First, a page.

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, the new release by Ivy Games is priced at $12.44. The indie game is only a few weeks old and can currently only be purchased through the Humble Bundle Store or Steam. Or rather, these are the official places to buy. The game is sold there for $14.99. We got the keys on the secondary market, also known as the “grey market”. So I saved about $3 on my purchase.
It’s not the only title for sale on Kinguin or its rival G2A. You can buy almost any game you want at this and similar marketplaces, often at a deep discount, including triple-A titles. Steam keys, Origin keys, gift keys, and even codes for pre-purchased retail game cards – these storefronts have it all.
So how does this gray market work? What are these secondary markets? Who sells here and who buys here? And where did this code come from?
The secondary game market has recently been in the headlines due to a minor scandal involving Ubisoft game code being purchased by Electronic Arts’ Origin service.
Here’s the story: A few weeks ago, Ubisoft revoked the game keys of an unknown number of Uplay members. Their action effectively removed the games from user accounts and prevented them from being launched remotely.
These games were usually purchased from Kinguin and G2A, two companies that maintain a secondary market for game keys. In a statement to IGN, Ubisoft said the reason for the cancellation was that the keys were purchased with stolen Electronic Arts Origins credit cards before being put up for sale on the secondary market.
The original purchase was illegal and the game codes were invalid. A lengthy forum post at Ubisoft, which opened on January 24th and is now more than 60 pages long, is filled with disgruntled players who thought they were buying clean codes from G2A and Kinguin, but instead lost money in the transaction.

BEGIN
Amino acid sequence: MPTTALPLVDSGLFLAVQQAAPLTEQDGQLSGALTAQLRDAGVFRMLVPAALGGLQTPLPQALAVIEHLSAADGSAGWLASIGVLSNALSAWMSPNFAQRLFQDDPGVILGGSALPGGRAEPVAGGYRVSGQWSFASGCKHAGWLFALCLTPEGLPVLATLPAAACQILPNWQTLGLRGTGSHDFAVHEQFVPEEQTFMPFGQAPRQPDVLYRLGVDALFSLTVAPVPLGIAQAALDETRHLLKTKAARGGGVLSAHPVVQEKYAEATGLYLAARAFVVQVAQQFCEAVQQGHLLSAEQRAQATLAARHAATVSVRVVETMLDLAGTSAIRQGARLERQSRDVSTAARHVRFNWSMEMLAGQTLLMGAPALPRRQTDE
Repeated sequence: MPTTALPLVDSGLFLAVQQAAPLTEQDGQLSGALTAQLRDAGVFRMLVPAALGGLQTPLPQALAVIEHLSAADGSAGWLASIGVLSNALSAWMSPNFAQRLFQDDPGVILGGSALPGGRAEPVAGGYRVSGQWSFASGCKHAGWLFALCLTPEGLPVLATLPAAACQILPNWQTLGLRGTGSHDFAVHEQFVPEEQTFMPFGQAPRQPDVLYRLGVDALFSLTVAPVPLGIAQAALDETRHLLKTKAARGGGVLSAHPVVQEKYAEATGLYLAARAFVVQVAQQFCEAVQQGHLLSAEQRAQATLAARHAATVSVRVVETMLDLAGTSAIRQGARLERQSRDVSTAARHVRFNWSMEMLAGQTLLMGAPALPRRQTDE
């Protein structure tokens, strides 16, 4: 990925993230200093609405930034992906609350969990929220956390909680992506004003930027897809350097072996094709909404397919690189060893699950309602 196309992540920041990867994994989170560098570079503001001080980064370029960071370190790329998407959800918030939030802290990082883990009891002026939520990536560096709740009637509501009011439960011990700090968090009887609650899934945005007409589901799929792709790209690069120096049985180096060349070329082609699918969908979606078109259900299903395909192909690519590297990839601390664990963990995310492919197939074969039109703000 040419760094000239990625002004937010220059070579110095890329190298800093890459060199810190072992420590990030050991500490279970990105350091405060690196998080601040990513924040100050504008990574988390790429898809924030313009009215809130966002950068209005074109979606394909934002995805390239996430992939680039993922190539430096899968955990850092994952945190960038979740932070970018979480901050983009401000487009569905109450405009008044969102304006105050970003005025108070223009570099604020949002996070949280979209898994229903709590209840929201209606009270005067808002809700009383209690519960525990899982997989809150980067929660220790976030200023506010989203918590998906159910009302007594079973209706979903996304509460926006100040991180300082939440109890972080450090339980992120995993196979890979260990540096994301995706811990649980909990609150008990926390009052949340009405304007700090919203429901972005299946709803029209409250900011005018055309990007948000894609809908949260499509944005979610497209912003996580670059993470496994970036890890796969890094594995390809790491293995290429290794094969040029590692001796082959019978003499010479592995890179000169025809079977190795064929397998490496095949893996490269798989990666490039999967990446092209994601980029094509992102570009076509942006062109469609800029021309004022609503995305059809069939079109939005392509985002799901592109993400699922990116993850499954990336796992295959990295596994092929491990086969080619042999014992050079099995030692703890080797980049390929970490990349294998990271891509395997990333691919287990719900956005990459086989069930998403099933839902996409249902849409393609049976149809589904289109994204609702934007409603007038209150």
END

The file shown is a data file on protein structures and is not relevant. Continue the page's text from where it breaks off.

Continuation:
Ubisoft forum members were outraged that the company took away games they knew they had successfully activated through their UPlay accounts. Additionally, they were upset that Ubisoft would withdraw these keys regardless of whether they were originally purchased with stolen credit cards.
In the eyes of these consumers, they were buying games from a store – albeit a “grey market” store – and they had the right to play the games they bought there.
On February 2, Ubisoft tweeted: “After further investigation…we are reinstalling the key for customers who have already successfully activated and started playing the game. All remaining fraudulently obtained and resold keys are disabled.”
In order to fully understand what happened to these Ubisoft game codes, I spent the last few weeks learning more about the two game code resellers involved, namely G2A and Kinguin.
Additionally, we reached out to EA, Ubisoft, and other game publishers and developers to better understand the impact of gray market game trading on their business results.
And finally, with the help of Kinguin, we talked to a game reseller to learn more about their business and where they source their games to sell.
Online, he clings to a handle designed to put some distance between his store and his identity in the real world. We’ll call them “R”. He is actually a young entrepreneur living in Italy. For your key
R told us that he earns between €1,000 and €1,500 or between $1,100 and $1,700 per month from his shop. During the holidays, he says, that can rise to more than $2,200. every month. I asked if this was his regular job, to which he replied, “Something like that.” We can’t be sure that his store on Kinguin is his main source of income.
From a consumer’s point of view, selling games on the gray market makes sense. Sometimes people get games as gifts or as promotional offers, but they don’t want or need them. Promotions such as Steam discounts and modest bundle sales are timely offers and invite speculative purchases, investing as game keys are farmed with the intention of selling them later for a profit.
Both G2A and Kinguin advertise themselves as marketplaces where these types of transactions can take place, and generally both offer a very similar service.